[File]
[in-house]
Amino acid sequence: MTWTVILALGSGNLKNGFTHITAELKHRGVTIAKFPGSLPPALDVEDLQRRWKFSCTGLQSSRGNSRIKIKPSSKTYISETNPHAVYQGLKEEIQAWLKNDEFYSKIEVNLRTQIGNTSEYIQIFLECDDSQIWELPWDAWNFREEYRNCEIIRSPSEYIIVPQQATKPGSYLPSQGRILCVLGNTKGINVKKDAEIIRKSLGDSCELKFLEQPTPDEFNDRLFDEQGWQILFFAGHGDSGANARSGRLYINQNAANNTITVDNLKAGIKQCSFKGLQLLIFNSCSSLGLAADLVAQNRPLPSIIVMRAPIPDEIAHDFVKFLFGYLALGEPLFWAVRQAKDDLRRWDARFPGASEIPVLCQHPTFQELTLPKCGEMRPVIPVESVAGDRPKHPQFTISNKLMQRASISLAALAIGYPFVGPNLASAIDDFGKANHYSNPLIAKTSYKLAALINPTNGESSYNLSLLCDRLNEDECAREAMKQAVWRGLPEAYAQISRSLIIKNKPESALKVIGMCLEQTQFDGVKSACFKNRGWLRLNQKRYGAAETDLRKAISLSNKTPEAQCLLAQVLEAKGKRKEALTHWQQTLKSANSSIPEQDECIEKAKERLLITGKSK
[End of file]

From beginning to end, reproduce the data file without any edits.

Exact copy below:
[in-house]
Amino acid sequence: MTWTVILALGSGNLKNGFTHITAELKHRGVTIAKFPGSLPPALDVEDLQRRWKFSCTGLQSSRGNSRIKIKPSSKTYISETNPHAVYQGLKEEIQAWLKNDEFYSKIEVNLRTQIGNTSEYIQIFLECDDSQIWELPWDAWNFREEYRNCEIIRSPSEYIIVPQQATKPGSYLPSQGRILCVLGNTKGINVKKDAEIIRKSLGDSCELKFLEQPTPDEFNDRLFDEQGWQILFFAGHGDSGANARSGRLYINQNAANNTITVDNLKAGIKQCSFKGLQLLIFNSCSSLGLAADLVAQNRPLPSIIVMRAPIPDEIAHDFVKFLFGYLALGEPLFWAVRQAKDDLRRWDARFPGASEIPVLCQHPTFQELTLPKCGEMRPVIPVESVAGDRPKHPQFTISNKLMQRASISLAALAIGYPFVGPNLASAIDDFGKANHYSNPLIAKTSYKLAALINPTNGESSYNLSLLCDRLNEDECAREAMKQAVWRGLPEAYAQISRSLIIKNKPESALKVIGMCLEQTQFDGVKSACFKNRGWLRLNQKRYGAAETDLRKAISLSNKTPEAQCLLAQVLEAKGKRKEALTHWQQTLKSANSSIPEQDECIEKAKERLLITGKSK